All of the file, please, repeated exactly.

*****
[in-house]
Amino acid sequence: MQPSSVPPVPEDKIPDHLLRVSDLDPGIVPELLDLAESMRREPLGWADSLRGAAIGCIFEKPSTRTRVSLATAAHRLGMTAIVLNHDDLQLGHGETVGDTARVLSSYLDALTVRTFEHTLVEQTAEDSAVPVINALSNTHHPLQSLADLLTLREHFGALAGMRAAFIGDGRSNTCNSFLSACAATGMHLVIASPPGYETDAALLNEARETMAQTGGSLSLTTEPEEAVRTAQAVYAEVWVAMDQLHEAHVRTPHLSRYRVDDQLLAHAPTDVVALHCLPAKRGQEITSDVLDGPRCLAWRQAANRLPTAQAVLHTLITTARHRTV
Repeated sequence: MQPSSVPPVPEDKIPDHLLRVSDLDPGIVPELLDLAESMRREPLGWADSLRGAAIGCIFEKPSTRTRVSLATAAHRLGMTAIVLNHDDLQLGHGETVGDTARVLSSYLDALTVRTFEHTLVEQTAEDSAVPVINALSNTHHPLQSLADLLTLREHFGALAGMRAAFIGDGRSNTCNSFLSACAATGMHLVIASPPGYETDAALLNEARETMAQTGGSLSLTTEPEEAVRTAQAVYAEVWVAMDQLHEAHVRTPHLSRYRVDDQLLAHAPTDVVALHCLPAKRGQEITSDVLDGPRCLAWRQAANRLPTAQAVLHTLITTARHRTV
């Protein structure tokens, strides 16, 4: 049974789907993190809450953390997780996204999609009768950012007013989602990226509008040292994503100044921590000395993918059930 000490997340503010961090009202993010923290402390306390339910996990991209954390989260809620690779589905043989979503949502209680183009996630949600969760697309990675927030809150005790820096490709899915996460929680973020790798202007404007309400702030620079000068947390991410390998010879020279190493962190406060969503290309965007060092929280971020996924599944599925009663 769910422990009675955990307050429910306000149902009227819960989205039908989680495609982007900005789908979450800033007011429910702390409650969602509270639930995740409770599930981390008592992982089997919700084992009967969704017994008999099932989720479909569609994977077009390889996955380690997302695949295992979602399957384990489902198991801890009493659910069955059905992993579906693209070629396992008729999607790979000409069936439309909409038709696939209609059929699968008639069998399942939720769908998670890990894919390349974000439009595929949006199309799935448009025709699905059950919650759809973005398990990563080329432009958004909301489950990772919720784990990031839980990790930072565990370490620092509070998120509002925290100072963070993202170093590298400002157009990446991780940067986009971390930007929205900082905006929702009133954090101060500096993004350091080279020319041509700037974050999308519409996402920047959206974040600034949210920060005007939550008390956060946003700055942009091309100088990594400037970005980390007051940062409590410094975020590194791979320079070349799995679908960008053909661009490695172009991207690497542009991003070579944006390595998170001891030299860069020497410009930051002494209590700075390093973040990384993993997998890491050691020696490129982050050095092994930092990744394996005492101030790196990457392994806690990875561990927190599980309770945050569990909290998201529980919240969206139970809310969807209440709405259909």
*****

[in-house]
Amino acid sequence: MQPSSVPPVPEDKIPDHLLRVSDLDPGIVPELLDLAESMRREPLGWADSLRGAAIGCIFEKPSTRTRVSLATAAHRLGMTAIVLNHDDLQLGHGETVGDTARVLSSYLDALTVRTFEHTLVEQTAEDSAVPVINALSNTHHPLQSLADLLTLREHFGALAGMRAAFIGDGRSNTCNSFLSACAATGMHLVIASPPGYETDAALLNEARETMAQTGGSLSLTTEPEEAVRTAQAVYAEVWVAMDQLHEAHVRTPHLSRYRVDDQLLAHAPTDVVALHCLPAKRGQEITSDVLDGPRCLAWRQAANRLPTAQAVLHTLITTARHRTV
Repeated sequence: MQPSSVPPVPEDKIPDHLLRVSDLDPGIVPELLDLAESMRREPLGWADSLRGAAIGCIFEKPSTRTRVSLATAAHRLGMTAIVLNHDDLQLGHGETVGDTARVLSSYLDALTVRTFEHTLVEQTAEDSAVPVINALSNTHHPLQSLADLLTLREHFGALAGMRAAFIGDGRSNTCNSFLSACAATGMHLVIASPPGYETDAALLNEARETMAQTGGSLSLTTEPEEAVRTAQAVYAEVWVAMDQLHEAHVRTPHLSRYRVDDQLLAHAPTDVVALHCLPAKRGQEITSDVLDGPRCLAWRQAANRLPTAQAVLHTLITTARHRTV
């Protein structure tokens, strides 16, 4: 049974789907993190809450953390997780996204999609009768950012007013989602990226509008040292994503100044921590000395993918059930 000490997340503010961090009202993010923290402390306390339910996990991209954390989260809620690779589905043989979503949502209680183009996630949600969760697309990675927030809150005790820096490709899915996460929680973020790798202007404007309400702030620079000068947390991410390998010879020279190493962190406060969503290309965007060092929280971020996924599944599925009663 769910422990009675955990307050429910306000149902009227819960989205039908989680495609982007900005789908979450800033007011429910702390409650969602509270639930995740409770599930981390008592992982089997919700084992009967969704017994008999099932989720479909569609994977077009390889996955380690997302695949295992979602399957384990489902198991801890009493659910069955059905992993579906693209070629396992008729999607790979000409069936439309909409038709696939209609059929699968008639069998399942939720769908998670890990894919390349974000439009595929949006199309799935448009025709699905059950919650759809973005398990990563080329432009958004909301489950990772919720784990990031839980990790930072565990370490620092509070998120509002925290100072963070993202170093590298400002157009990446991780940067986009971390930007929205900082905006929702009133954090101060500096993004350091080279020319041509700037974050999308519409996402920047959206974040600034949210920060005007939550008390956060946003700055942009091309100088990594400037970005980390007051940062409590410094975020590194791979320079070349799995679908960008053909661009490695172009991207690497542009991003070579944006390595998170001891030299860069020497410009930051002494209590700075390093973040990384993993997998890491050691020696490129982050050095092994930092990744394996005492101030790196990457392994806690990875561990927190599980309770945050569990909290998201529980919240969206139970809310969807209440709405259909």